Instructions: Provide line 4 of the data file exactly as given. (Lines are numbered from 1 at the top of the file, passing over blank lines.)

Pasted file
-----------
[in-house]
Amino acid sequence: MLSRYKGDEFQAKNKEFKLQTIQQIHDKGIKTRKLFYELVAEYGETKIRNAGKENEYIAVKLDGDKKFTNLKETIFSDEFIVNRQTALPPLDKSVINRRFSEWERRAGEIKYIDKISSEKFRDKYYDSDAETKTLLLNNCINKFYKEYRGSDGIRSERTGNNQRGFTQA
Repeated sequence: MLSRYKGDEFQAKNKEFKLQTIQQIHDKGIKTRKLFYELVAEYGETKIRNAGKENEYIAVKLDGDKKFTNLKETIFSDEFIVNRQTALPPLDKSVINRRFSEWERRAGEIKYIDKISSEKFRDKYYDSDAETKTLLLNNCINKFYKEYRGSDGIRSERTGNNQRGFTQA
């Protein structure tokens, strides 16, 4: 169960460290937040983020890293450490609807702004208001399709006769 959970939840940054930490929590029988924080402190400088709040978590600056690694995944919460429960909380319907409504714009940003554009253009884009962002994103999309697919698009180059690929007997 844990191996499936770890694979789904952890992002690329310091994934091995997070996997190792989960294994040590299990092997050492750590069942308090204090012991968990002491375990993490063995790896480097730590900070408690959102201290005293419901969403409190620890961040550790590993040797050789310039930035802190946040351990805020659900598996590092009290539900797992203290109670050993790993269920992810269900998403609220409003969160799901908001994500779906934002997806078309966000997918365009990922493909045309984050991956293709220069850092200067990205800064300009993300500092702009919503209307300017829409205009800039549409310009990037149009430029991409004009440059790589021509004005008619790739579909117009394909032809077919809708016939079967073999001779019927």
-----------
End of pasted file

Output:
């Protein structure tokens, strides 16, 4: 169960460290937040983020890293450490609807702004208001399709006769 959970939840940054930490929590029988924080402190400088709040978590600056690694995944919460429960909380319907409504714009940003554009253009884009962002994103999309697919698009180059690929007997 844990191996499936770890694979789904952890992002690329310091994934091995997070996997190792989960294994040590299990092997050492750590069942308090204090012991968990002491375990993490063995790896480097730590900070408690959102201290005293419901969403409190620890961040550790590993040797050789310039930035802190946040351990805020659900598996590092009290539900797992203290109670050993790993269920992810269900998403609220409003969160799901908001994500779906934002997806078309966000997918365009990922493909045309984050991956293709220069850092200067990205800064300009993300500092702009919503209307300017829409205009800039549409310009990037149009430029991409004009440059790589021509004005008619790739579909117009394909032809077919809708016939079967073999001779019927």